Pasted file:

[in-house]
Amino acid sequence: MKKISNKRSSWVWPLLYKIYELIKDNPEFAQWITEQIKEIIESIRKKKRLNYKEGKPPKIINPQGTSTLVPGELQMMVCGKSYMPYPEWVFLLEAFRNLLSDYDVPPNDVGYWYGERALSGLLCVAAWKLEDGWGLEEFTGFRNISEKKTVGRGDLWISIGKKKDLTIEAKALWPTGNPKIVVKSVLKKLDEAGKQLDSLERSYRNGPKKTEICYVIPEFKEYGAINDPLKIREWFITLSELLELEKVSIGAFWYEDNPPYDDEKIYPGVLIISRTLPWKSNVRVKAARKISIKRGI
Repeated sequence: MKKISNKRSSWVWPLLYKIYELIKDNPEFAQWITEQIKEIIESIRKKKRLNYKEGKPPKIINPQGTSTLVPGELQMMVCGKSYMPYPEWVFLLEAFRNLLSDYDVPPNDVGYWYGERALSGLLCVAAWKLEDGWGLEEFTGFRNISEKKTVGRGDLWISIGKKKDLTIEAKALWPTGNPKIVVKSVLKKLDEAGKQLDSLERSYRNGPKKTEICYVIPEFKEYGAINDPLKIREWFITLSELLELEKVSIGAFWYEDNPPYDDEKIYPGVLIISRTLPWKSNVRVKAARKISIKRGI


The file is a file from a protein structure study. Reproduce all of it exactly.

[in-house]
Amino acid sequence: MKKISNKRSSWVWPLLYKIYELIKDNPEFAQWITEQIKEIIESIRKKKRLNYKEGKPPKIINPQGTSTLVPGELQMMVCGKSYMPYPEWVFLLEAFRNLLSDYDVPPNDVGYWYGERALSGLLCVAAWKLEDGWGLEEFTGFRNISEKKTVGRGDLWISIGKKKDLTIEAKALWPTGNPKIVVKSVLKKLDEAGKQLDSLERSYRNGPKKTEICYVIPEFKEYGAINDPLKIREWFITLSELLELEKVSIGAFWYEDNPPYDDEKIYPGVLIISRTLPWKSNVRVKAARKISIKRGI
Repeated sequence: MKKISNKRSSWVWPLLYKIYELIKDNPEFAQWITEQIKEIIESIRKKKRLNYKEGKPPKIINPQGTSTLVPGELQMMVCGKSYMPYPEWVFLLEAFRNLLSDYDVPPNDVGYWYGERALSGLLCVAAWKLEDGWGLEEFTGFRNISEKKTVGRGDLWISIGKKKDLTIEAKALWPTGNPKIVVKSVLKKLDEAGKQLDSLERSYRNGPKKTEICYVIPEFKEYGAINDPLKIREWFITLSELLELEKVSIGAFWYEDNPPYDDEKIYPGVLIISRTLPWKSNVRVKAARKISIKRGI